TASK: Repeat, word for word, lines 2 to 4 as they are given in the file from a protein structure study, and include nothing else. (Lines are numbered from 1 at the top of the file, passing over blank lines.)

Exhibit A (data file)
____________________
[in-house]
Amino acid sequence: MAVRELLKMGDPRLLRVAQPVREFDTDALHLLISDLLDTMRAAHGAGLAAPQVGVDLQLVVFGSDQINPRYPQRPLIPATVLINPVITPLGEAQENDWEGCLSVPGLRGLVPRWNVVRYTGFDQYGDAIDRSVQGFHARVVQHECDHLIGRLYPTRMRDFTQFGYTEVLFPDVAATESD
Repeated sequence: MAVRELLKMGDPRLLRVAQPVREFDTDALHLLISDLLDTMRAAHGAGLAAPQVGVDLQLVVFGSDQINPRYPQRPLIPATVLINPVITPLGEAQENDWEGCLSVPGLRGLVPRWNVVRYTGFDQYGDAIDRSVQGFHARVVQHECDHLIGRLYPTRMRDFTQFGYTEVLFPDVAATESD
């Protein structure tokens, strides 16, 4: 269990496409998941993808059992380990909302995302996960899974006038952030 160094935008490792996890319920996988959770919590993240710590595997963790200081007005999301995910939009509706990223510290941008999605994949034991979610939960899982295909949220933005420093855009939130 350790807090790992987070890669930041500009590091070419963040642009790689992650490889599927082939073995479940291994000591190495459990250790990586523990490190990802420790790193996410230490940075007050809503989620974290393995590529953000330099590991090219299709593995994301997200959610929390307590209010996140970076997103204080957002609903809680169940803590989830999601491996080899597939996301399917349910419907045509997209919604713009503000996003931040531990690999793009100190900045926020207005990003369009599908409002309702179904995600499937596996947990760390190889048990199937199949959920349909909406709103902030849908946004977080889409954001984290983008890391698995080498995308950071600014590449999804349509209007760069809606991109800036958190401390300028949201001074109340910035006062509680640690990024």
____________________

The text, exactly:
Amino acid sequence: MAVRELLKMGDPRLLRVAQPVREFDTDALHLLISDLLDTMRAAHGAGLAAPQVGVDLQLVVFGSDQINPRYPQRPLIPATVLINPVITPLGEAQENDWEGCLSVPGLRGLVPRWNVVRYTGFDQYGDAIDRSVQGFHARVVQHECDHLIGRLYPTRMRDFTQFGYTEVLFPDVAATESD
Repeated sequence: MAVRELLKMGDPRLLRVAQPVREFDTDALHLLISDLLDTMRAAHGAGLAAPQVGVDLQLVVFGSDQINPRYPQRPLIPATVLINPVITPLGEAQENDWEGCLSVPGLRGLVPRWNVVRYTGFDQYGDAIDRSVQGFHARVVQHECDHLIGRLYPTRMRDFTQFGYTEVLFPDVAATESD
């Protein structure tokens, strides 16, 4: 269990496409998941993808059992380990909302995302996960899974006038952030 160094935008490792996890319920996988959770919590993240710590595997963790200081007005999301995910939009509706990223510290941008999605994949034991979610939960899982295909949220933005420093855009939130 350790807090790992987070890669930041500009590091070419963040642009790689992650490889599927082939073995479940291994000591190495459990250790990586523990490190990802420790790193996410230490940075007050809503989620974290393995590529953000330099590991090219299709593995994301997200959610929390307590209010996140970076997103204080957002609903809680169940803590989830999601491996080899597939996301399917349910419907045509997209919604713009503000996003931040531990690999793009100190900045926020207005990003369009599908409002309702179904995600499937596996947990760390190889048990199937199949959920349909909406709103902030849908946004977080889409954001984290983008890391698995080498995308950071600014590449999804349509209007760069809606991109800036958190401390300028949201001074109340910035006062509680640690990024």